One of my collection
of Fred's books.

As a nipper in London in the first half of the 60's I was lucky enough to go to a junior school that sent us on field trips to Epping Forest in Essex. Even luckier still, we made regular monthly visits to the Epping Forest Field Studies Centre at Roseville, High Beach, run by none other than Fred Speakman, one of Britain's best known bushcraft and naturalist authors at that time. Fred taught us natural history and bushcraft with a passion and those days at Roseville Field Centre are some of my happiest memories from that time.

Once a month about a dozen of us would be put on a small coach and arrive a little before ten in the morning, sandwiches and thermos flasks in our satchels. Fred would give us a talk for an hour in a kind of "prefab" classroom and then take us out for a long walk through the forest, pointing out all kinds of things as we went and chatting with the forest rangers. We had small exercise books which we were encouraged to take notes in as we went - although I seemed to be the only kid doing any writing. When we arrived back at the centre a couple of hours later we would eat our packed lunches and then draw and write about the things we'd seen.

I consider myself very fortunate that Fred took me under his wing and spent a lot of his time talking to me about the habits of foxes, badgers, squirrels, how trees differed, wood lore and how to set up a camp. I have no doubt at all that it was Fred who sparked my life-long interest in wildlife and bushcraft.

Fred J Speakman out in
Epping Foerest, just as
I remember him.

About the same time (or perhaps starting even earlier) my parents would take my brother and I to Hainault Forest at weekends. From the car park there was what seemed at the time to be a vast ocean of green grass to traverse before you reached the actual forest and I couldn't wait to get across it and get into the woods, where I spent many a Sunday exploring.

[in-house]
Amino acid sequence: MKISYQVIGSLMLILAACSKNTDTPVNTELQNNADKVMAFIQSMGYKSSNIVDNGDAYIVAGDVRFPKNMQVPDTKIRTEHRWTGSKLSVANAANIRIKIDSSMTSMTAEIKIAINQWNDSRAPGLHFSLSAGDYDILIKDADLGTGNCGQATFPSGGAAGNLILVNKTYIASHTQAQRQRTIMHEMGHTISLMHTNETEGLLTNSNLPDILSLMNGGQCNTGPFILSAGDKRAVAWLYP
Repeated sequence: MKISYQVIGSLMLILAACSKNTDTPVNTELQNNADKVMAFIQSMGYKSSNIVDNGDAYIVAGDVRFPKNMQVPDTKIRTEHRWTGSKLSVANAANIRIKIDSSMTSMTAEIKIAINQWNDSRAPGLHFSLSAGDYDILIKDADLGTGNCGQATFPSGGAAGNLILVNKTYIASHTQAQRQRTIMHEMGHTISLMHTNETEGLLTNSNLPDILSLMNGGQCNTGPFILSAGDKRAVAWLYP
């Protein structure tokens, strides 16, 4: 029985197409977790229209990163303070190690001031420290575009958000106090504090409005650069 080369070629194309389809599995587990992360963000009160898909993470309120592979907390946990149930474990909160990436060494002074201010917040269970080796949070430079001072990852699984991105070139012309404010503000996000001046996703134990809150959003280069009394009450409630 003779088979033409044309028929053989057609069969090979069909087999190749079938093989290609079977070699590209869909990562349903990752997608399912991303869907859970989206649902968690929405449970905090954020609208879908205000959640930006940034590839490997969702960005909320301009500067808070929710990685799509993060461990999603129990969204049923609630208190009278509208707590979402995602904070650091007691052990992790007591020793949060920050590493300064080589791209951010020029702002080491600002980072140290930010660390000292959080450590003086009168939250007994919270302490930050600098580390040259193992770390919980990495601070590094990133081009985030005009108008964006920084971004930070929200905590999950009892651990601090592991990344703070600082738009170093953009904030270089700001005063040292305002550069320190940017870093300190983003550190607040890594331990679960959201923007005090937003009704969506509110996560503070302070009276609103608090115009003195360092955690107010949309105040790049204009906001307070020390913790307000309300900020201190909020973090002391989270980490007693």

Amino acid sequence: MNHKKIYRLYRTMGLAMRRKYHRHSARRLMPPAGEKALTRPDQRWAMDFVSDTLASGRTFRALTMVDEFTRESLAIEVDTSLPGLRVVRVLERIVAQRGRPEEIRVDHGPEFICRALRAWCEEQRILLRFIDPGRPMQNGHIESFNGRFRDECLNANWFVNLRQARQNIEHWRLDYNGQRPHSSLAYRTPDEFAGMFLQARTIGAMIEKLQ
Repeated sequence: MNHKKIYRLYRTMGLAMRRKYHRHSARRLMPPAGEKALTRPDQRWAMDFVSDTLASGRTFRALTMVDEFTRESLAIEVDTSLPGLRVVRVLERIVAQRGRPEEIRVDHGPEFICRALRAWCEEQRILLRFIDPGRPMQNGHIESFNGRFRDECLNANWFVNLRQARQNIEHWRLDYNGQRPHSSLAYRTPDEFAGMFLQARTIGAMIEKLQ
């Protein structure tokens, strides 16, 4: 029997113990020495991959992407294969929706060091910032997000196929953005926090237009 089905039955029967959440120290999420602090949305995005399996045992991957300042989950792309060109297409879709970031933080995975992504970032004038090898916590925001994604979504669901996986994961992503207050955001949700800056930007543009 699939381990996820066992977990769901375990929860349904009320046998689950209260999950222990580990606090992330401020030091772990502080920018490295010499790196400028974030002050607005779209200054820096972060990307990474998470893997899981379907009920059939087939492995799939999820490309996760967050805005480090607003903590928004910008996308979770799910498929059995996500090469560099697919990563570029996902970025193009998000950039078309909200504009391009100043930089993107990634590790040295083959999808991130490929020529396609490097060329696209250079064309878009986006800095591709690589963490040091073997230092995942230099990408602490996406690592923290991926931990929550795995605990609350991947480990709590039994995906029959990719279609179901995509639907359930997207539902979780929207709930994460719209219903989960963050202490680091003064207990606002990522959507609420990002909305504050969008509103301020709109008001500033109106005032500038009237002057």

As a kid growing up I was always a bit of an "adventurer"; while days were spent playing on and studying the wildlife living on the local bomb sites, I loved to spend nights out in the woods and, before long, I'd put together a kit of what I needed ... my essential equipment. You know the kind of things: spare string and tent pegs, things to help make the camp fire, an old saucepan, pen-knife, etc. The more time I spent out there the more situations I came across which I hadn't the tools or equipment to deal with, so gradually things got added to my old army surplus haversack.

Later on a good mate and I used to take long distance hikes around the country. We would hike no matter what the terrain and no matter what the weather - even in blizzards and for up to two weeks at a time. We bought the lightest tents to carry, the smallest stoves and even drilled holes in our cutlery handles to reduce their weight. Yep, we were bordering on the fanatical.

My enthusiasm has never waned (even if my physical fitness has) over the years. I've put together many personal kits for camping and surviving, especially spurred on by the technical progress that outward bound equipment has made over the years.


Recently, however, I have been taking a look at the various commercial "survival kits" available and, while I won't criticise any of them in particular, I have found quite a few of them lacking in many aspects. Just as an example: the sewing kits included in many packs are the sort of cheap thing you'd find in any hotel room in the country and when I look on YouTube at people putting together their own kits I see them using the same sort of crap. Now, I ask you: who in their right mind (if they really thought about it) would rely on a little kit consisting of ten different colours of weak cotton as opposed to a couple of metres of very strong black thread? I know from my own experience that that inferior stuff is never going to hold a seam together for long, let alone your torn shelter material ... and that's NOT a risk you can take in the field.